See the photo-essay here | REUTERS

Islamic State militants have killed 500 people – burying some women and children alive in a mass grave – the Iraqi human rights minister has claimed.

Reuters reported that the remains of hundreds of Yazidis – a Kurdish-speaking ethnic minority – were discovered in the north of Iraq where the Islamic State fighters staged a major offensive.

Iraq’s human rights minister Mohammed Shia al-Sudani has told Reuters that there is evidence that  the Sunni militants had thrown the dead Yazidi dead into mass graves. But they had also buried some women and children alive.

“We have striking evidence obtained from Yazidis fleeing Sinjar and some who escaped death, and also crime scene images that show indisputably that the gangs of the Islamic States have executed at least 500 Yazidis after seizing Sinjar,” Sudani said. “Some of the victims, including women and children were buried alive in scattered mass graves in and around Sinjar.” He added that about 300 women have also been forced into slavery by the Islamic State forces. “They executed and buried 500 Yazidis” | IBT

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First Nations in Canada and Israel | Genocide and Rhetoric

Read the full article here | Global Research

[Why would Canadian Jewish leaders suddenly take such an interest in Natives and support their struggle for reparations from the Canadian government? Is it altruism, because of the Jewish tradition of being ‘a light unto peoples’? This is what CIJA (Center for Israel and Jewish Affairs) would have us believe, with its claims to “profound cultural and historical similarities”, “striving for acceptance, equal rights, rights to their own land”.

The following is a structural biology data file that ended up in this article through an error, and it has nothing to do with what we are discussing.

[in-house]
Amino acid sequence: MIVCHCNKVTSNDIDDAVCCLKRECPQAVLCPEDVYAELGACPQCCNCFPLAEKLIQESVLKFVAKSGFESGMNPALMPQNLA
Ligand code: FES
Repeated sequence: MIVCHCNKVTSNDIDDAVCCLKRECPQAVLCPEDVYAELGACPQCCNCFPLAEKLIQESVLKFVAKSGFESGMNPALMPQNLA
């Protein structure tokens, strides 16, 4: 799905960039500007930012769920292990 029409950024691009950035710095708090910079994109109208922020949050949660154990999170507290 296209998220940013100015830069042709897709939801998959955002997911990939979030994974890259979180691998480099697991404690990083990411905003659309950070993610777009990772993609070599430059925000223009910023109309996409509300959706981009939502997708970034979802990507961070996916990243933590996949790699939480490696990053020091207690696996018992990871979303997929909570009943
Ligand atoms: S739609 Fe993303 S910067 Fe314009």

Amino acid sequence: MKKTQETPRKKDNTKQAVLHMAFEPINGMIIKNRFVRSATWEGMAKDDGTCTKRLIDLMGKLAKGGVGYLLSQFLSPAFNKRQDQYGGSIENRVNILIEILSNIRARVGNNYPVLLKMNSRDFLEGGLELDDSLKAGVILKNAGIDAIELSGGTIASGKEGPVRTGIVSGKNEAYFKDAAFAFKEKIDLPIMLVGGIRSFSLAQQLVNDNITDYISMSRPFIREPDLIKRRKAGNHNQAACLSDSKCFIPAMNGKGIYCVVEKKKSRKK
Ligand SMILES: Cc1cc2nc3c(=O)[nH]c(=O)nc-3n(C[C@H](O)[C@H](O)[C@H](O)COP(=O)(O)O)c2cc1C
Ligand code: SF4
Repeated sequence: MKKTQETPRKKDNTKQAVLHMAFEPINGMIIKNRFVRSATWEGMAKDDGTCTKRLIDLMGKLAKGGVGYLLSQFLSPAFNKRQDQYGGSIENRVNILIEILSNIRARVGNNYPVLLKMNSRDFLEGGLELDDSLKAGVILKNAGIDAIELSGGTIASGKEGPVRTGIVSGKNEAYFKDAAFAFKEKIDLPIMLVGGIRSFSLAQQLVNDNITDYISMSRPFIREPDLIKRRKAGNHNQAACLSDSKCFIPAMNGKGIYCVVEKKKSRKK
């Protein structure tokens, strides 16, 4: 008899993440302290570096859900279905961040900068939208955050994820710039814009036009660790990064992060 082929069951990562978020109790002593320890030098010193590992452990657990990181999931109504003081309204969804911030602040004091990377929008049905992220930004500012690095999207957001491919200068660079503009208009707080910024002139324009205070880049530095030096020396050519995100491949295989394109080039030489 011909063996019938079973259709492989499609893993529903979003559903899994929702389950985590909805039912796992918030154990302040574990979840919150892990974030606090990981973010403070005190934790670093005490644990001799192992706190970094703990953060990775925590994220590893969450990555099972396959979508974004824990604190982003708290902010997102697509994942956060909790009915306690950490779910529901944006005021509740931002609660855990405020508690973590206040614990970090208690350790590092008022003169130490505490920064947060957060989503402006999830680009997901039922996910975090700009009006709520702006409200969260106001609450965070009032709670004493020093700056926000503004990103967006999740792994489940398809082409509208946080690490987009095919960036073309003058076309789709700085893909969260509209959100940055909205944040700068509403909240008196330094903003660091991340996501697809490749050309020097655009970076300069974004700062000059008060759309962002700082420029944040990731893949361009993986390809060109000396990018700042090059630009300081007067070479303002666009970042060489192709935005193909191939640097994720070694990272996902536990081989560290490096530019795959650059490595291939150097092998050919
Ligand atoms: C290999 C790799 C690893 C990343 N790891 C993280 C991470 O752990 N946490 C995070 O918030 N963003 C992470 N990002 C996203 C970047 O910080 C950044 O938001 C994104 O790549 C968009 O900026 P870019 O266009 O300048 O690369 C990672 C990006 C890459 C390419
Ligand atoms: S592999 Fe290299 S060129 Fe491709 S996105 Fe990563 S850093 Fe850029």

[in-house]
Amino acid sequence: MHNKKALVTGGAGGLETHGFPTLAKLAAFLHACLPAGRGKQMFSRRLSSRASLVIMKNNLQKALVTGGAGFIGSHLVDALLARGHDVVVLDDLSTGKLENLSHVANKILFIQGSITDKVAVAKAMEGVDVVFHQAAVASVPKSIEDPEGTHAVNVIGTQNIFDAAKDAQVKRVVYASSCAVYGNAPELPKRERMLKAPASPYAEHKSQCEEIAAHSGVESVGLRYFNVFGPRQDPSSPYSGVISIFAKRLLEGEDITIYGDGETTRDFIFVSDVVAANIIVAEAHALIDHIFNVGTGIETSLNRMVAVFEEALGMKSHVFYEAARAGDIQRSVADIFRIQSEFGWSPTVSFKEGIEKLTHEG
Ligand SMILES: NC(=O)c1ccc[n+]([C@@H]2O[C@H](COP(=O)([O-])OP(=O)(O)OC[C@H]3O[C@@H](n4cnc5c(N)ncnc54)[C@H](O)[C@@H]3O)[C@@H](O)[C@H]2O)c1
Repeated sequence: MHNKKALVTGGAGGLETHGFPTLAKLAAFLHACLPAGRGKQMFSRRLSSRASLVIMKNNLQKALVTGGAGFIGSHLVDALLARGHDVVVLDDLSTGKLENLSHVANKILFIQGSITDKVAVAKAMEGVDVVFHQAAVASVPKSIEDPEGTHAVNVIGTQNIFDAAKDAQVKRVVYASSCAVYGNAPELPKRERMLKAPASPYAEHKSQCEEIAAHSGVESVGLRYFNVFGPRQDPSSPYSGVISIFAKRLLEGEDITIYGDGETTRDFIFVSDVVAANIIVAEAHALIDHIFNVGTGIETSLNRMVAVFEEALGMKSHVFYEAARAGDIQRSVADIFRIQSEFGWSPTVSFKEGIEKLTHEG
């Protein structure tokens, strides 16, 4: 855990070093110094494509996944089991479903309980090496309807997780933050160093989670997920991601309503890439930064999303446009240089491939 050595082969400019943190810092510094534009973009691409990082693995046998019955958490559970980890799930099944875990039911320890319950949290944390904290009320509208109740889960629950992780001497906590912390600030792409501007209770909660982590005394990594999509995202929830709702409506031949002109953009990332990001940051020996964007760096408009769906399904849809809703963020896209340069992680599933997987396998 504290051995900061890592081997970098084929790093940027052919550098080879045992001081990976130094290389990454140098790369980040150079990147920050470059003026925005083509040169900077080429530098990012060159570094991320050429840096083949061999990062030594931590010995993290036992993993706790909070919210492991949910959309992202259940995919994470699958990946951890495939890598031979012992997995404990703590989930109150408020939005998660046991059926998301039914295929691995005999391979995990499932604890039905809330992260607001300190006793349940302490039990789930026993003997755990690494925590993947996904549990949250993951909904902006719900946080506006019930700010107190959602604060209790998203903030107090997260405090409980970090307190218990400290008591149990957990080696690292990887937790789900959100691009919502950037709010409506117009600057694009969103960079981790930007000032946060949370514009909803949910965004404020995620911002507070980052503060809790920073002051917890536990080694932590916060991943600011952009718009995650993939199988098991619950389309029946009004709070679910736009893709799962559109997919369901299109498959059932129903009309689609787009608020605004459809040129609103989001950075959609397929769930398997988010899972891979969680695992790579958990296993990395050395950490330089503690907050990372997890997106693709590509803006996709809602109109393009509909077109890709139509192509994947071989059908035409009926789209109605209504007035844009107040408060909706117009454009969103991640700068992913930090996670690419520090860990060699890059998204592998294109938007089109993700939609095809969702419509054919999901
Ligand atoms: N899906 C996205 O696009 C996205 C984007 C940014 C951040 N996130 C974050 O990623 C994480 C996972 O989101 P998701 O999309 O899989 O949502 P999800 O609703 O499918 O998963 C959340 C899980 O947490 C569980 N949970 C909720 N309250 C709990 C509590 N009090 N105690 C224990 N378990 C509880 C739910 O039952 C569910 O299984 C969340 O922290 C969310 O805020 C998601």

There is another, very different explanation. The Native resistance movement has continued to grow in the past half century. As Natives become more aware of their common struggle with other aboriginal peoples around the world, they are bound to identify with the Palestinians and their struggle against the colonial settlers.]

Collective Punishment in Gaza | The New Yorker

Read the full article | The New Yorker

[… Punishing Palestinians for existing has a long history. It was Israel’s policy before Hamas and its rudimentary rockets were Israel’s boogeyman of the moment, and before Israel turned Gaza into an open-air prison, punching bag, and weapons laboratory. In 1948, Israel killed thousands of innocents, and terrorized and displaced hundreds of thousands more, in the name of creating a Jewish-majority state in a land that was then sixty-five per cent Arab. In 1967, it displaced hundreds of thousands of Palestinians again, occupying territory that it still largely controls, forty-seven years later.

In 1982, in a quest to expel the Palestine Liberation Organization and extinguish Palestinian nationalism, Israel invaded Lebanon, killing seventeen thousand people, mostly civilians. Since the late nineteen-eighties, when Palestinians under occupation rose up, mostly by throwing stones and staging general strikes, Israel has arrested tens of thousands of Palestinians: over seven hundred and fifty thousand people have spent time in Israeli prisons since 1967, a number that amounts to forty per cent of the adult male population today…]

Stories Shared as Communion | … or, the Irrelevance of Truth in Healing | Fambul Tok

People of the African nation of Sierra Leone practice an ancient ritual of family talk called Fambul Tok in this documentary. Citizens whose lives were horrifically changed by civil war, where family members became killers of their own families, where torture and cruelty were every day occurrences, demonstrate a remarkable amount of tolerance and forgiveness as they gather to heal the emotional scars of war.
Even though the fighting was over, rapists and murderers would walk among the victims and victims’ families with impunity. But instead of imprisonment, the perpetrators would be reconciled with the citizenry through Fambul Tok.

Sierra Leone, we learn, has a saying that sums it up best. “There is no place to throw away a bad child.”—Tim Basham